Small air leak on space station traced to Russian service module but the exact location remains unknown
The case of the small air leak on the International Space Station may be nearly cracked. Investigators have traced the source of the leak to the “main work area” of the Zvezda Service Module, the heart of the Russian part of the station, NASA officials announced today (Sept. 29). “Additional work is underway to precisely locate the source of the leak,” agency officials wrote in an update today. “The leak, which has been investigated for several weeks, poses no immediate danger to the crew at the current leak rate and only a slight deviation to the crew’s schedule.” The leak is causing an atmospheric pressure decrease of 1 millimetre every 8 hours, officials with Roscosmos, the Russian federal space agency, said via Twitter this morning. They also stressed that NASA’s Chris Cassidy and Russian cosmonauts Anatoly Ivanishin and Ivan Vagner, who have been living onboard the orbiting lab, remain safe.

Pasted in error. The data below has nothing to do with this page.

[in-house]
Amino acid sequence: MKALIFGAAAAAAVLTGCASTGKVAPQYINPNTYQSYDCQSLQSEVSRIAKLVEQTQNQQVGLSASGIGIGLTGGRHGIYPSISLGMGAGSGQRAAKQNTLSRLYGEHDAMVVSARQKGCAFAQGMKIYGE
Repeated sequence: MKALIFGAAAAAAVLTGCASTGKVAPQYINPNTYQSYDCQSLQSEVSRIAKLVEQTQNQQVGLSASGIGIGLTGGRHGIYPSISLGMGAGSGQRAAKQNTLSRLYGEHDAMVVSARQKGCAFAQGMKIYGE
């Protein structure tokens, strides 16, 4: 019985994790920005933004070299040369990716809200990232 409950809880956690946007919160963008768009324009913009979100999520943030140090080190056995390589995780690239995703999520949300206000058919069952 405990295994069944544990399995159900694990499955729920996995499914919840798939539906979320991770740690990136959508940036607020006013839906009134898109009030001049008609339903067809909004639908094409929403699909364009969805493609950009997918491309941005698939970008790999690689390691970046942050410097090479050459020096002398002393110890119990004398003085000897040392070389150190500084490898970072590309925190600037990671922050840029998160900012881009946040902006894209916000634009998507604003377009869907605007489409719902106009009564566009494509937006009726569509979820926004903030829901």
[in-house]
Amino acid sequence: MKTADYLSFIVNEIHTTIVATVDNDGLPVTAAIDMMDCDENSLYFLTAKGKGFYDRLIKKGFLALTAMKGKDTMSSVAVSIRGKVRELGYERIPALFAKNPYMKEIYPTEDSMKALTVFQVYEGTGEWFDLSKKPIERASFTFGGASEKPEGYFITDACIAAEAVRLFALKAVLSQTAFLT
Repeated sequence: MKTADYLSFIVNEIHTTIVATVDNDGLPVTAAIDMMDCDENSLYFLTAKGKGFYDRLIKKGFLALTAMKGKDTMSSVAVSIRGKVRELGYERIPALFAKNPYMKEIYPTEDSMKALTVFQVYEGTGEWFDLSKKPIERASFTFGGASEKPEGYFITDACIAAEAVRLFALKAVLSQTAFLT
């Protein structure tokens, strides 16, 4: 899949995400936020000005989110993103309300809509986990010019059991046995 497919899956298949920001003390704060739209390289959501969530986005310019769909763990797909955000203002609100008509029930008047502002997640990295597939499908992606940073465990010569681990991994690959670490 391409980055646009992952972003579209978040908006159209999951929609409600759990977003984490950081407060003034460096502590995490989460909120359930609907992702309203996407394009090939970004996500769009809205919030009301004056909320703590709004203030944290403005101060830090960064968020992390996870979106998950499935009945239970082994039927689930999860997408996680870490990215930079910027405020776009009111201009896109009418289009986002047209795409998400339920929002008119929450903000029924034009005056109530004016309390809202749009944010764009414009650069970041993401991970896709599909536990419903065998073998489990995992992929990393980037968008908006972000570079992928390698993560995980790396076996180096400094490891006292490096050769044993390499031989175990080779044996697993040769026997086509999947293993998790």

The International Space Station is not completely airtight. The orbiting complex continuously loses tiny amounts of gas to space and is regularly repressurized using nitrogen tanks brought up by cargo spacecraft. In September 2019, station managers noticed a slight uptick in that normal background rate. It took a while to characterize the leak fully, because crewmembers and station managers were occupied with spacewalks, spacecraft arrivals and departures, and other big-ticket orbital activities, NASA officials have said. The leak investigation didn’t really get going until last month.